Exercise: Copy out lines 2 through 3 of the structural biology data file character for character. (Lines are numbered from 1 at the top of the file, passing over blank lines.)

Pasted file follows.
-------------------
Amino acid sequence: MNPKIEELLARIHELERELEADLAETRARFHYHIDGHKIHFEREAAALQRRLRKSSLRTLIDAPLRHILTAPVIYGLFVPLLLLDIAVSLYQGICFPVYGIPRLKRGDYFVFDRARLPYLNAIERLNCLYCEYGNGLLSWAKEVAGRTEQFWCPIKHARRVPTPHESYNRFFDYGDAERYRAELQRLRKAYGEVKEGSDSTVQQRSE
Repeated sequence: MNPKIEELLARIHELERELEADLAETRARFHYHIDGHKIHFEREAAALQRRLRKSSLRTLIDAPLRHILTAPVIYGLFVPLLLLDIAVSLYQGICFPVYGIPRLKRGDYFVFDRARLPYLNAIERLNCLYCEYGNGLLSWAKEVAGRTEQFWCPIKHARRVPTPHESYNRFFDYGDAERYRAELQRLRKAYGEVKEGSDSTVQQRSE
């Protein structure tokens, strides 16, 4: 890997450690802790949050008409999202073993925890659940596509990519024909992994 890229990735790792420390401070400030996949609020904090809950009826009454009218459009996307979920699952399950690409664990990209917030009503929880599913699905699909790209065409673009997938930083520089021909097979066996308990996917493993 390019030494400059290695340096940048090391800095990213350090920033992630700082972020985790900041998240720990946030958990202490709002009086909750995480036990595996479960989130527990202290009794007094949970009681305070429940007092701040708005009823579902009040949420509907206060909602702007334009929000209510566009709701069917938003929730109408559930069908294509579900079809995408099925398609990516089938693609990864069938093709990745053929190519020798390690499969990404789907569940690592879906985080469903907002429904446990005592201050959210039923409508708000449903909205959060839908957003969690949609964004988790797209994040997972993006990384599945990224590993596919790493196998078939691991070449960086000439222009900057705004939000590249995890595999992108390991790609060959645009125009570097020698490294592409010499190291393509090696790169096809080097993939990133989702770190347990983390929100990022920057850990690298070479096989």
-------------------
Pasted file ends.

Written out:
Repeated sequence: MNPKIEELLARIHELERELEADLAETRARFHYHIDGHKIHFEREAAALQRRLRKSSLRTLIDAPLRHILTAPVIYGLFVPLLLLDIAVSLYQGICFPVYGIPRLKRGDYFVFDRARLPYLNAIERLNCLYCEYGNGLLSWAKEVAGRTEQFWCPIKHARRVPTPHESYNRFFDYGDAERYRAELQRLRKAYGEVKEGSDSTVQQRSE
């Protein structure tokens, strides 16, 4: 890997450690802790949050008409999202073993925890659940596509990519024909992994 890229990735790792420390401070400030996949609020904090809950009826009454009218459009996307979920699952399950690409664990990209917030009503929880599913699905699909790209065409673009997938930083520089021909097979066996308990996917493993 390019030494400059290695340096940048090391800095990213350090920033992630700082972020985790900041998240720990946030958990202490709002009086909750995480036990595996479960989130527990202290009794007094949970009681305070429940007092701040708005009823579902009040949420509907206060909602702007334009929000209510566009709701069917938003929730109408559930069908294509579900079809995408099925398609990516089938693609990864069938093709990745053929190519020798390690499969990404789907569940690592879906985080469903907002429904446990005592201050959210039923409508708000449903909205959060839908957003969690949609964004988790797209994040997972993006990384599945990224590993596919790493196998078939691991070449960086000439222009900057705004939000590249995890595999992108390991790609060959645009125009570097020698490294592409010499190291393509090696790169096809080097993939990133989702770190347990983390929100990022920057850990690298070479096989």